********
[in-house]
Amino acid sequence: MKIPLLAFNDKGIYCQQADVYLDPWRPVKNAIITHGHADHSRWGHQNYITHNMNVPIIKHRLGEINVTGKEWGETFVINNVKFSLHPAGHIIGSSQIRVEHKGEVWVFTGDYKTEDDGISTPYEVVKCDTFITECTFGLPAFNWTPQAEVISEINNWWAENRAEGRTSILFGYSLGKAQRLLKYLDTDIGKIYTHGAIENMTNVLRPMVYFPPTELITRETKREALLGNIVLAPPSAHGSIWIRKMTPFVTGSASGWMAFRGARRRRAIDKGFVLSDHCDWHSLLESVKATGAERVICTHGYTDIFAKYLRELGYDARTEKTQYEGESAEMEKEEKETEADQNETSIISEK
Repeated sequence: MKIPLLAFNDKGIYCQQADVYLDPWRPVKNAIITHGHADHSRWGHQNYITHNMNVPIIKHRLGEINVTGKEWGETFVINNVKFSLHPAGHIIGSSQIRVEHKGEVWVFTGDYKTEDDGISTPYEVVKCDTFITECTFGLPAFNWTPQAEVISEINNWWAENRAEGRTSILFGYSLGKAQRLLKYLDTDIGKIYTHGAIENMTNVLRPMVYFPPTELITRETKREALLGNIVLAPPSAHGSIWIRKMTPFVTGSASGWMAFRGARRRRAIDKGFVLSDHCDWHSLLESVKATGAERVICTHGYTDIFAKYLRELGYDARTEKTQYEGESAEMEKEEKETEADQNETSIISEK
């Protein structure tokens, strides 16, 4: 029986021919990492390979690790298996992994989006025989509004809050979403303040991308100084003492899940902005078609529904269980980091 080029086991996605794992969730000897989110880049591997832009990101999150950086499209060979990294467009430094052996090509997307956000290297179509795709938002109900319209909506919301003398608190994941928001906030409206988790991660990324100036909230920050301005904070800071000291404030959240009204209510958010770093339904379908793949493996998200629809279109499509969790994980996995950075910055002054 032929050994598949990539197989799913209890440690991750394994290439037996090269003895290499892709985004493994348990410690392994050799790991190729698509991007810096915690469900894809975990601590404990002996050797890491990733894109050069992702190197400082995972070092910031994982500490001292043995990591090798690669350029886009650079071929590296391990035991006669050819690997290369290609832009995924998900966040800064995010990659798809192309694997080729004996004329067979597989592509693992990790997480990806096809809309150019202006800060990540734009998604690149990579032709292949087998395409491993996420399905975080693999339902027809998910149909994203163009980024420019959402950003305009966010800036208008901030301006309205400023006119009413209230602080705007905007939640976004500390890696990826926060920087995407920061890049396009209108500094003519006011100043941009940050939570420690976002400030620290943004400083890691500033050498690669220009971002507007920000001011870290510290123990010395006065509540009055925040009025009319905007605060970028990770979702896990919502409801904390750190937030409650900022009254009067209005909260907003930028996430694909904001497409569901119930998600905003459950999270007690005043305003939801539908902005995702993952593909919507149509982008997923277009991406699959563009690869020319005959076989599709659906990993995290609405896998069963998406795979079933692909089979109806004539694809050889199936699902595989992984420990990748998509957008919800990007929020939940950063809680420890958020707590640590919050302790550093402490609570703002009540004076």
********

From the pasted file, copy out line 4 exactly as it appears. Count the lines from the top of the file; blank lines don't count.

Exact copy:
């Protein structure tokens, strides 16, 4: 029986021919990492390979690790298996992994989006025989509004809050979403303040991308100084003492899940902005078609529904269980980091 080029086991996605794992969730000897989110880049591997832009990101999150950086499209060979990294467009430094052996090509997307956000290297179509795709938002109900319209909506919301003398608190994941928001906030409206988790991660990324100036909230920050301005904070800071000291404030959240009204209510958010770093339904379908793949493996998200629809279109499509969790994980996995950075910055002054 032929050994598949990539197989799913209890440690991750394994290439037996090269003895290499892709985004493994348990410690392994050799790991190729698509991007810096915690469900894809975990601590404990002996050797890491990733894109050069992702190197400082995972070092910031994982500490001292043995990591090798690669350029886009650079071929590296391990035991006669050819690997290369290609832009995924998900966040800064995010990659798809192309694997080729004996004329067979597989592509693992990790997480990806096809809309150019202006800060990540734009998604690149990579032709292949087998395409491993996420399905975080693999339902027809998910149909994203163009980024420019959402950003305009966010800036208008901030301006309205400023006119009413209230602080705007905007939640976004500390890696990826926060920087995407920061890049396009209108500094003519006011100043941009940050939570420690976002400030620290943004400083890691500033050498690669220009971002507007920000001011870290510290123990010395006065509540009055925040009025009319905007605060970028990770979702896990919502409801904390750190937030409650900022009254009067209005909260907003930028996430694909904001497409569901119930998600905003459950999270007690005043305003939801539908902005995702993952593909919507149509982008997923277009991406699959563009690869020319005959076989599709659906990993995290609405896998069963998406795979079933692909089979109806004539694809050889199936699902595989992984420990990748998509957008919800990007929020939940950063809680420890958020707590640590919050302790550093402490609570703002009540004076």